"While there will be some innovative outliers with highly focused and specialized business models and some of the smallest banks will achieve sufficiently rapid growth, those that don't will languish and eventually fail or sell for a low multiple of book value. It is far better for the shareholders of such institutions if the boards have the insight to trade their moribund small company shares for those of a larger, better capitalized and rapidly growing community or regional bank. By doing so they can ride with a winner, enjoying the benefits of both an increased rate of growth and potentially expanding the P/E multiple."
Bank stocks are no longer tied to the fundamentals of a specific bank ... everything turns on the macro economy and interest rates; the Federal Reserve; Congress; the CFPB; the President and HARP II; Basel and Dodd-Frank. It's just not economical to be a small bank.
You don't see growth in the plans do you? So sale looks more likely. I don't really see going with another community bank. It's unlikely there is one solid enough - or with liquid stock. (Don't stick us with TOWN shares.) You need an acquirer with size - but they aren't going to be interested in a tiny bank. It's not worth their due diligence cost. So the pool of potential acquirers would seem rather small. Another reason to move sooner rather than later.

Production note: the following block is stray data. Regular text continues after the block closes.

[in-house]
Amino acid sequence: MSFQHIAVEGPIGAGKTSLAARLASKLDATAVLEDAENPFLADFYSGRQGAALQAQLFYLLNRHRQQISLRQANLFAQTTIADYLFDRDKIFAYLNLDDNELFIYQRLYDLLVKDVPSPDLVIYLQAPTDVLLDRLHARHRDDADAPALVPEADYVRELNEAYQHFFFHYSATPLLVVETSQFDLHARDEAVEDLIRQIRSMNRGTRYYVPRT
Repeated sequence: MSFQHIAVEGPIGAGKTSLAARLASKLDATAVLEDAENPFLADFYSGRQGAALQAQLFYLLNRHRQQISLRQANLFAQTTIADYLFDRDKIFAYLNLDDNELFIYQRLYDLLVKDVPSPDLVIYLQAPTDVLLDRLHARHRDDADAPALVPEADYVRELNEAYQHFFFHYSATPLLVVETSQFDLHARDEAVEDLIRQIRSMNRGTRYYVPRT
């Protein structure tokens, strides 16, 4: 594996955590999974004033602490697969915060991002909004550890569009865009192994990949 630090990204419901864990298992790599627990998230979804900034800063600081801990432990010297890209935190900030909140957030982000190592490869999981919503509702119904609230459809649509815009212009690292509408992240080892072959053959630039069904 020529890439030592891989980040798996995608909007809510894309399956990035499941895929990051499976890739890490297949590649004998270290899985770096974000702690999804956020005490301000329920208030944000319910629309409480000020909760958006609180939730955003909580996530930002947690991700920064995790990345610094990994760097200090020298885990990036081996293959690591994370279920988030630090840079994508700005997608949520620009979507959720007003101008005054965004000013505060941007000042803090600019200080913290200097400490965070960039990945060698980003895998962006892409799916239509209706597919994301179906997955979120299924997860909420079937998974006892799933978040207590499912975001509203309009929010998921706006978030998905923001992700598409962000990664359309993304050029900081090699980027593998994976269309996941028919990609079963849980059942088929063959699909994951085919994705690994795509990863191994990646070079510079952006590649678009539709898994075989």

Not that easy to line up a sale ... in addition to taking an acquirer's stock that's worth something, you need liquidity in the stock you're taking; jobs for the HBKS management; and the right price. That's why the market doesn't see it. But no one ever confused the market with the Cayce Center either.